Specializing in developmental economics, Dr. Philip H. Brown is an economist based in Washington, D.C. who uses economic theory to address issues such as poverty, education, and the environment. As an economist focused on real-world problems, Philip H. Brown employs a variety of economic tools and methods in his research, including econometrics.
Econometrics is a qualitative research approach that involves the application of mathematics, statistics, and sometimes computer science to data in order to draw conclusions about economic relations and systems. Econometrics is especially helpful in testing and demonstrating theories and is often used to explore the causes and effects of economic relationships. This fact makes econometrics a useful tool for not only mathematicians and economists, but also news organizations, banks, and governments, who utilize econometrics to explain current economic conditions and explore the potential effects of various economic policies. Coming to prominence as an academic discipline in the 1930s, econometrics is now taught at universities and colleges around the world.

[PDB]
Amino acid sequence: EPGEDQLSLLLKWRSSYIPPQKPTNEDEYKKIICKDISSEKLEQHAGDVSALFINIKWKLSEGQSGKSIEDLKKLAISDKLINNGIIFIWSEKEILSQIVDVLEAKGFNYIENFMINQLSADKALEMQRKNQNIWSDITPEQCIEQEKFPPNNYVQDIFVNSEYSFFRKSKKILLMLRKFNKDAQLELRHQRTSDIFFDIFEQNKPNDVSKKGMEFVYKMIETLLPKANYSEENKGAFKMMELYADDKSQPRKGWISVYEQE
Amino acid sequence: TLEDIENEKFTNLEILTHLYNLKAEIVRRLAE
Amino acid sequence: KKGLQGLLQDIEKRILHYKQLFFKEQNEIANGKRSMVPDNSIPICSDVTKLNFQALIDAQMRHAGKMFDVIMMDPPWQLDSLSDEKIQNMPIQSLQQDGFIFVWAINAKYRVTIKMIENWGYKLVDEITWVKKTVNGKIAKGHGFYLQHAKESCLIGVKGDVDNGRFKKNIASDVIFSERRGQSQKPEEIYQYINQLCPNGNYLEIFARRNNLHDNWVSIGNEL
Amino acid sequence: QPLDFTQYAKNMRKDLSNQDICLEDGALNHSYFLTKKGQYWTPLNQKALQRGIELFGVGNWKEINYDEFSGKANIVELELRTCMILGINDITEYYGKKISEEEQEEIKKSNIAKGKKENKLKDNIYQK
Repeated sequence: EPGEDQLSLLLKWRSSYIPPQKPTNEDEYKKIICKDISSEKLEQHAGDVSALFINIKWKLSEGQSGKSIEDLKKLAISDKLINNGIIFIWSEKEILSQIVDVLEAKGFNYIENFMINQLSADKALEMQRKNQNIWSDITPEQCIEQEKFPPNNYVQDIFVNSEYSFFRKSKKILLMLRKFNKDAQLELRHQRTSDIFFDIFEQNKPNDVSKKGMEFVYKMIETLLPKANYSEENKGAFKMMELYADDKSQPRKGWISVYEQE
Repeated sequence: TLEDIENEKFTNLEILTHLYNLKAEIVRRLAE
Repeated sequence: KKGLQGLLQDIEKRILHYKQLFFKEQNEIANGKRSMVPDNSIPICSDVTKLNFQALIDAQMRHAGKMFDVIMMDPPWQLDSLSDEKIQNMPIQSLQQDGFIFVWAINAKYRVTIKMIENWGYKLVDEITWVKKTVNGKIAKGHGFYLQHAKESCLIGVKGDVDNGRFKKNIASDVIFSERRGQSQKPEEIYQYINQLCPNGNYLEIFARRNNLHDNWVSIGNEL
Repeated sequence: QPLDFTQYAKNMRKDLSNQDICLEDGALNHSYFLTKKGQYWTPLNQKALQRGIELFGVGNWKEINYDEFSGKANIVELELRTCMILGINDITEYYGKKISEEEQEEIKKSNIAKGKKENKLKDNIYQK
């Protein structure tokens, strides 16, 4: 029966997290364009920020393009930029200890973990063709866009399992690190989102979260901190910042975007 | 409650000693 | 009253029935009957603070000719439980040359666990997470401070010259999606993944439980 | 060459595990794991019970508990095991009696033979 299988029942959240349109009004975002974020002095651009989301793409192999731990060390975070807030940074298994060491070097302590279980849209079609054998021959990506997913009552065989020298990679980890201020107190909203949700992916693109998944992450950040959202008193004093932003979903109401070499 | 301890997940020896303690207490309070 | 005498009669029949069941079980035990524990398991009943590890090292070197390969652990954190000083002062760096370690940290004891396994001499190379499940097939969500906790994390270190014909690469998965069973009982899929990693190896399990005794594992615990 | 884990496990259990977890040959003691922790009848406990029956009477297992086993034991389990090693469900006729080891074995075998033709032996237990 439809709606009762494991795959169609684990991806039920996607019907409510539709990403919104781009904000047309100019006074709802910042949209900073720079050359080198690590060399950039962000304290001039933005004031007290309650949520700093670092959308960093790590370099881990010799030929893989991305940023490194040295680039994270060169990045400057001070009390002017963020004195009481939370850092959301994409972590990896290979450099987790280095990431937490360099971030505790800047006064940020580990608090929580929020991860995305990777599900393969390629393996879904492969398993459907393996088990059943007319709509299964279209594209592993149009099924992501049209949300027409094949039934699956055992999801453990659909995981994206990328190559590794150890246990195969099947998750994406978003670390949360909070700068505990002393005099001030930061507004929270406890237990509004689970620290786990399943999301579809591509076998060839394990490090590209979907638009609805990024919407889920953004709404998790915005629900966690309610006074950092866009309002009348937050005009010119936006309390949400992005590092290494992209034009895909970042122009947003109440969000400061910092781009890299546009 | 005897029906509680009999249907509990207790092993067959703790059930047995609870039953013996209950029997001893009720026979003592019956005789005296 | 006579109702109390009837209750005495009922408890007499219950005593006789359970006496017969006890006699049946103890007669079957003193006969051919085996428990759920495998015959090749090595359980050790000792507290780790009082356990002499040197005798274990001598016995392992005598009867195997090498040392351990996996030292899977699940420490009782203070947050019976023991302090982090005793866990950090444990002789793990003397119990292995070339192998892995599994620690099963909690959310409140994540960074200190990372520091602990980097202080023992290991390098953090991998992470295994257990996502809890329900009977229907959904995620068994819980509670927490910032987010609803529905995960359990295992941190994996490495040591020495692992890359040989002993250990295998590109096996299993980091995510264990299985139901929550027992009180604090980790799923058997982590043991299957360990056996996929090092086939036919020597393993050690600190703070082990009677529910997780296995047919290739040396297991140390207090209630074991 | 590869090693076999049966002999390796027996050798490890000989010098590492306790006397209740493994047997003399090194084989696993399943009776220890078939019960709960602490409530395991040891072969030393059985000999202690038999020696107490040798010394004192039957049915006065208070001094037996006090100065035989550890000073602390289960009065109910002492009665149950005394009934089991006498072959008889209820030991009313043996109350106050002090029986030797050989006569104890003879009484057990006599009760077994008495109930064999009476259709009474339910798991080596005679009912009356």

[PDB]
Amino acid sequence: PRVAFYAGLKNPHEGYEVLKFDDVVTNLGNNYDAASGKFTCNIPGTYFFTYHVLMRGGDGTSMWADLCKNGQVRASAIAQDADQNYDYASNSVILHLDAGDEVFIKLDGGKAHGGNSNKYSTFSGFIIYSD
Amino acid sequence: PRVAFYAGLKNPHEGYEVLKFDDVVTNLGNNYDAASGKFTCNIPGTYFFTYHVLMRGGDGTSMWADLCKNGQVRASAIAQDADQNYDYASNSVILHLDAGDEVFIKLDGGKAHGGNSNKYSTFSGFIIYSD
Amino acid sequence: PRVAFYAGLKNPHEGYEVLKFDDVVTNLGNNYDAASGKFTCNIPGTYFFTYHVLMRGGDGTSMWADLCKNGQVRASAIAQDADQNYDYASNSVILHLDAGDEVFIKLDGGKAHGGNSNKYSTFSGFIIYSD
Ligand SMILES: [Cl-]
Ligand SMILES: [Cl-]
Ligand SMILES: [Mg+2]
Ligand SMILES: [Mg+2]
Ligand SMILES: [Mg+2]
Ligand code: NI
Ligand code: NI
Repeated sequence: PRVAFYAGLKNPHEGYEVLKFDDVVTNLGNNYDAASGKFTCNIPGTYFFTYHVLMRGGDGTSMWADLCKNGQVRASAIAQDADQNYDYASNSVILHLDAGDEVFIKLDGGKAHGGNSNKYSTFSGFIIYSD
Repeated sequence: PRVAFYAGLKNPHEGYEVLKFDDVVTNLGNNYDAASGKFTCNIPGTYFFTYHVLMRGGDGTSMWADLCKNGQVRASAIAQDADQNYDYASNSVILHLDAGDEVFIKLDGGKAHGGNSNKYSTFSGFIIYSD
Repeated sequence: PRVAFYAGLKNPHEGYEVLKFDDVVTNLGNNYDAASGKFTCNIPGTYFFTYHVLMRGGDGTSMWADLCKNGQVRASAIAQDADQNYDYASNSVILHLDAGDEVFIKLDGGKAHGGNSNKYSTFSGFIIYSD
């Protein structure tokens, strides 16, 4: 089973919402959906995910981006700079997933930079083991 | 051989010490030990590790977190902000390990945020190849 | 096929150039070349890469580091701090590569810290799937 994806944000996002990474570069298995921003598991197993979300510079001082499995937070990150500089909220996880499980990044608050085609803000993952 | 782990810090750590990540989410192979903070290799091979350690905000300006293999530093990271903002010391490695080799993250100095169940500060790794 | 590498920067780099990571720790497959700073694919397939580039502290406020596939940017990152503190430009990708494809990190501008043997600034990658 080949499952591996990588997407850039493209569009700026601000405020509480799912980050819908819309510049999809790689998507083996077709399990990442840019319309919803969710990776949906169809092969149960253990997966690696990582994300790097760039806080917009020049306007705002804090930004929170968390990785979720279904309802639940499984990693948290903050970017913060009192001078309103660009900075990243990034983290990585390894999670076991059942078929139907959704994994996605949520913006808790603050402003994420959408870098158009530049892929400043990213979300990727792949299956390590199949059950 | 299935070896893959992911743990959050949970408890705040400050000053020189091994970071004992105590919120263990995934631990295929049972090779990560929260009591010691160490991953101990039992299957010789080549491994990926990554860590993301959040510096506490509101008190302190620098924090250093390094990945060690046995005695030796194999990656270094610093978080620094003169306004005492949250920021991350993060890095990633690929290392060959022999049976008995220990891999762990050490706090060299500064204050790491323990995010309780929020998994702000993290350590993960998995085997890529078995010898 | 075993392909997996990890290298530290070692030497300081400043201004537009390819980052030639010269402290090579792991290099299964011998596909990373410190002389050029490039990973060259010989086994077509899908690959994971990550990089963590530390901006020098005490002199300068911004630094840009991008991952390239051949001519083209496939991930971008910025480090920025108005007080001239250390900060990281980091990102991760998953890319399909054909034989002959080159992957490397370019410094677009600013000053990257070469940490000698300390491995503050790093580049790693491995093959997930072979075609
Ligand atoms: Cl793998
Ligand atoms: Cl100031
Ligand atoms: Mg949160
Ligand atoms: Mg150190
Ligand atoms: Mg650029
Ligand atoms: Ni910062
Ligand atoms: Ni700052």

Philip H. Brown, Ph.D. has lived and worked in China, Central America, Africa, and Chile. He has seen firsthand the impact of economics on real people, and it was his work in a Rwandan refugee camp that inspired him to pursue his doctorate to help the poor as a development economist.
One misconception people sometimes have about economics is that it is a field exclusively focused on the study of wealth. In contrast to this stereotype stands development economics, a branch devoted to the study of developing countries. There is no universally accepted definition of a “developing” country. The United Nations, the International Monetary Fund (IMF), and the World Bank all use different classification systems, taking into account factors such as per capita income level, export diversification, integration into the global financial system, international trade statistics, life expectancy, and literacy rates. Nonetheless, according to the IMF’s World Economic Outlook Report and World Bank data, more than 150 nations qualify as “developing.”
Economic inequality and poverty in developing countries represent a global problem. For economists such as Dr. Philip H. Brown, Paul Collier (former director of research for the World Bank), and Nobel laureates Amartya Sen and Joseph Stiglitz, the field of development economics marks a path toward resolving a problem that the world cannot afford to ignore.